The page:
The Legend of Santa Claus. Part 2. Children Around the World Prepare for Santa’s Arrival

 "Oh, you better watch out, you better not cry, you better not pout, I'm telling you why, Santa Claus is comin' to town." Listen to Bing Cosby, opens a new window sing the lyrics.

In the United States, children are reminded by their parents to go to bed early on Christmas Eve in anticipation of Santa Claus's arrival. Children hang Christmas stockings on mantels, and leave a plate of cookies, a cup of milk, or steamy, hot chocolate for Santa to nibble on as he place their presents under the Christmas tree. Have you wondered how children in other countries prepare for Santa's arrival. Let's explore a few countries and see how the children in those countries eagerly prepare for Santa's arrival bearing Christmas gifts.

Western European kids are lucky to have two arrivals of Christmas presents during the holiday season. On the night of December 5, children put out shoes filled with goodies of drawings, carrots, cookies, and other pantry snacks alongside the chimney. In Scandinavia, children await the arrival of Julemanden (Yule Man), a Santa-like figure and nisse, a fortune-bringing gnome by placing a steaming, hot bowl of rice pudding with a scoop of melting butter on top before going to bed eagerly awaiting presents from the duo. In Greenland, children send letters of Christmas wishes to Nuuck, then they go carolling from door-to-door buckling under the weight of hard-earned gifts and candy from their joyous songs. Children in France leave carrots for the reindeer and biscuits for Pere Noel as they prepare for bedtime, some leave these treats in their shoes to be replaced with goodies in the morning. Children in the United Kingdom and Ireland leave mince meat pies and a nip of sherry or a pint of Guinness to warm Santa as he delivers their presents. In Germany, children leave letters for Christkind to read and wake the next morning to greet the day with presents that were replaced by their letters.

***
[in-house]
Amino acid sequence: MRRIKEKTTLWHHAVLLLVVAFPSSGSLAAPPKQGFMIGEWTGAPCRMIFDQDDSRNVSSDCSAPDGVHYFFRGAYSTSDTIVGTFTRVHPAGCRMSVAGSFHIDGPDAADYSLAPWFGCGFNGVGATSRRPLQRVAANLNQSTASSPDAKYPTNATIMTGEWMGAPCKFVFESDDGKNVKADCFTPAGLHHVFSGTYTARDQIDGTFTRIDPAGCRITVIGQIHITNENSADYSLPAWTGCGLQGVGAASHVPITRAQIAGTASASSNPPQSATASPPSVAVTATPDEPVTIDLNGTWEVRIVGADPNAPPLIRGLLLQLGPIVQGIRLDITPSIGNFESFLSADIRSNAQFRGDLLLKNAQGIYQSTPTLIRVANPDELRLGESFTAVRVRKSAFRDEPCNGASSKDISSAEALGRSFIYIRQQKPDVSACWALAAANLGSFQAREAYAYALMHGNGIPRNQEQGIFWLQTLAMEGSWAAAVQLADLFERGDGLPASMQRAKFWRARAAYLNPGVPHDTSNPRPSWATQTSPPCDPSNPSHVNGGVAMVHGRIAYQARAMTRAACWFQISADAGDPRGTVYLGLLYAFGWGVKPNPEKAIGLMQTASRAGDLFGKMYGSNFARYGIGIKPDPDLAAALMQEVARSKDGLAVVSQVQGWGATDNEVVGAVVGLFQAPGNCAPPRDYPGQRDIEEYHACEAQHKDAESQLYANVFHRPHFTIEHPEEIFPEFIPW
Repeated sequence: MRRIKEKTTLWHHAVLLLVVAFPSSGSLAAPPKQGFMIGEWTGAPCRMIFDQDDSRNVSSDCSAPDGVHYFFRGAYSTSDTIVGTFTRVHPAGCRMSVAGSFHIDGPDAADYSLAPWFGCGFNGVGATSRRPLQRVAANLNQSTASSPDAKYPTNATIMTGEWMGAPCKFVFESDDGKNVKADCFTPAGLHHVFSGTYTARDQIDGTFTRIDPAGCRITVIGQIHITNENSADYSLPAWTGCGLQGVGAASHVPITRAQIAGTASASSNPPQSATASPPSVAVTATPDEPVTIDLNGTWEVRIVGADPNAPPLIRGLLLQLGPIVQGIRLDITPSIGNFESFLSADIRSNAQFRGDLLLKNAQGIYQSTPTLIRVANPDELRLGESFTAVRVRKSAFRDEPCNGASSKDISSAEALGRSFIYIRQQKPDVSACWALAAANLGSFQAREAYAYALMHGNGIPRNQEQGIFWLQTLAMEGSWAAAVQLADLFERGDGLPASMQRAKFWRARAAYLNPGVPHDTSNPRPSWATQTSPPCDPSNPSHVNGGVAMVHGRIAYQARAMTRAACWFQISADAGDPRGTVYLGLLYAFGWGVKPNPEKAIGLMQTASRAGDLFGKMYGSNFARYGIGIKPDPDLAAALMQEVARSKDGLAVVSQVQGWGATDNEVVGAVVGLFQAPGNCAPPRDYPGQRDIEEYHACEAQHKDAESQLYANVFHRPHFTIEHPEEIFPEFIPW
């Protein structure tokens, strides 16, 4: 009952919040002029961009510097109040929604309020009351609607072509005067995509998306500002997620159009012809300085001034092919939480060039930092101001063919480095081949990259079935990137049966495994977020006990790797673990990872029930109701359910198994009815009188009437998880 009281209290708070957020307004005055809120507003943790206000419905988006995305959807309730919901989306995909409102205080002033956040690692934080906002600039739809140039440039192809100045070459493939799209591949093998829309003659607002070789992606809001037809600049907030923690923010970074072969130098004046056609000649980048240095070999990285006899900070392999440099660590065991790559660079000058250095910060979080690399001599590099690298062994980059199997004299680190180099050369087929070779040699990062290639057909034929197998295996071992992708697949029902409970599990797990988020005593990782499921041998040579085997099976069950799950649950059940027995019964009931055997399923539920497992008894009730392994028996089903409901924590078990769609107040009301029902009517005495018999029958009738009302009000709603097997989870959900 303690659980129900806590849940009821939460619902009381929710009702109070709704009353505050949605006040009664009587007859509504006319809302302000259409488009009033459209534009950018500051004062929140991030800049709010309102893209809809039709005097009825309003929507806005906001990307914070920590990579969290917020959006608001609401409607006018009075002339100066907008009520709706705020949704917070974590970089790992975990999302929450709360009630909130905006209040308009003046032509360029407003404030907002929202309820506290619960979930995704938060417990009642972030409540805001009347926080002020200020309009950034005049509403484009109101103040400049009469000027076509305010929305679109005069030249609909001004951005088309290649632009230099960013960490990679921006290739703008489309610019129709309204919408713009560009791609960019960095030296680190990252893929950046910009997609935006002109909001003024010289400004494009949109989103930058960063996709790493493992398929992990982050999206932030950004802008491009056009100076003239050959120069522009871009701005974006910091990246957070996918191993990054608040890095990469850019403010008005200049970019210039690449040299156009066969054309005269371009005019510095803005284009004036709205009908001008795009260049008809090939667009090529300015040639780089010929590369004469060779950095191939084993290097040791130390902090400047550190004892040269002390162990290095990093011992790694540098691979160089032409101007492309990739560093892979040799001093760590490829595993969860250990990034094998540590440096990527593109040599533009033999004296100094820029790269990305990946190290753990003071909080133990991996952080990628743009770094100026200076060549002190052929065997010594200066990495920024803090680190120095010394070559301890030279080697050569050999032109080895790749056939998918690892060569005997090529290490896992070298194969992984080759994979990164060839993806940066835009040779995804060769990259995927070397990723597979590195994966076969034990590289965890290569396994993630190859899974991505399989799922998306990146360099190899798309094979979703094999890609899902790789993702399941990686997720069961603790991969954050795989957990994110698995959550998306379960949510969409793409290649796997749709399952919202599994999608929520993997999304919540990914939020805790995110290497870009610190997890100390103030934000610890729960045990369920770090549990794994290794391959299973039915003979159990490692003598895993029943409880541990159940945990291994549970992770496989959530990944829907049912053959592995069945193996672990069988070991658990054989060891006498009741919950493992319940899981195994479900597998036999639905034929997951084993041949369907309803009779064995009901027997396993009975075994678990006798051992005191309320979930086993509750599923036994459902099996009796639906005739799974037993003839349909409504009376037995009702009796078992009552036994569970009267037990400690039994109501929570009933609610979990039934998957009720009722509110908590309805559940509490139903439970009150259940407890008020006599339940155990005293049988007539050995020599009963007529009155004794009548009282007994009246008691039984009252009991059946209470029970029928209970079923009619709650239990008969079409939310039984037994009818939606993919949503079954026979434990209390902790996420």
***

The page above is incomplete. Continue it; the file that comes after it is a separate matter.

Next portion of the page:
In Ecuador and Colombia, children write letters to baby Jesus describing how good they have been all year and the presents they would like to have for their good behavior. Children in Brazil place socks near the window for Papai Noel. In Mexico, candy rains from pinatas from December 16 to 24, but children eagerly await the arrival of los Reyes Magos in January when gifts are abundant. In Puerto Rico, children look forward to the Navidad. On the evening of January 5, they fill shoe boxes with grass, then place them under the beds of parents and grandparents to await sweet treats and goodies in their boxes the next morning. Children in Chile place a plate of pan de pascua, a rich spongy cake flavored with rum and dried fruits and nuts for Viejo Pascuero, or Old Man Christmas in exchange for presents.

In Eastern European countries, children sing for their supper when it comes to presents. In Russia, children place bags of candy for Grandfather Frost as they sing a song, or recite a poem in exchange for presents. In Poland and Latvia, children sing for their presents, and may add dance routines, or recite a poem. Yugoslavian children don't sing or recite poems for their presents, but rather tie their mother up by her legs on the second Sunday before Christmas using a belt, or scarf. The mother gives the children presents to earn her "freedom" from the playful bindings. Dad doesn't escape these playful antics, for the children tie him up on the Sunday before Christmas in exchange for presents.   

Do you want to learn more about holidays and festivals in other countries, try Global Road Warrior, opens a new window, a database available from St. Tammany Parish Library.  You can search information on world countries by geographic location on the map, by list of countries, or use the search box to search by term and country. After choosing a country,  information can be obtained which includes the country's overview, the business culture, climate, communications, economy and trade, history, holidays, festivals, language, music, and much more. 

 Global Road Warrior, opens a new window is a product of World Trade Press that is "dedicated to providing reliable, up-to-date digital media essential for researchers, educators, travelers, and logistics, and international trade professionals." Global Road Warrior is available for use within one of the St. Tammany Parish Library branches, or at home, or a remote location using your St. Tammany Parish Library card. 


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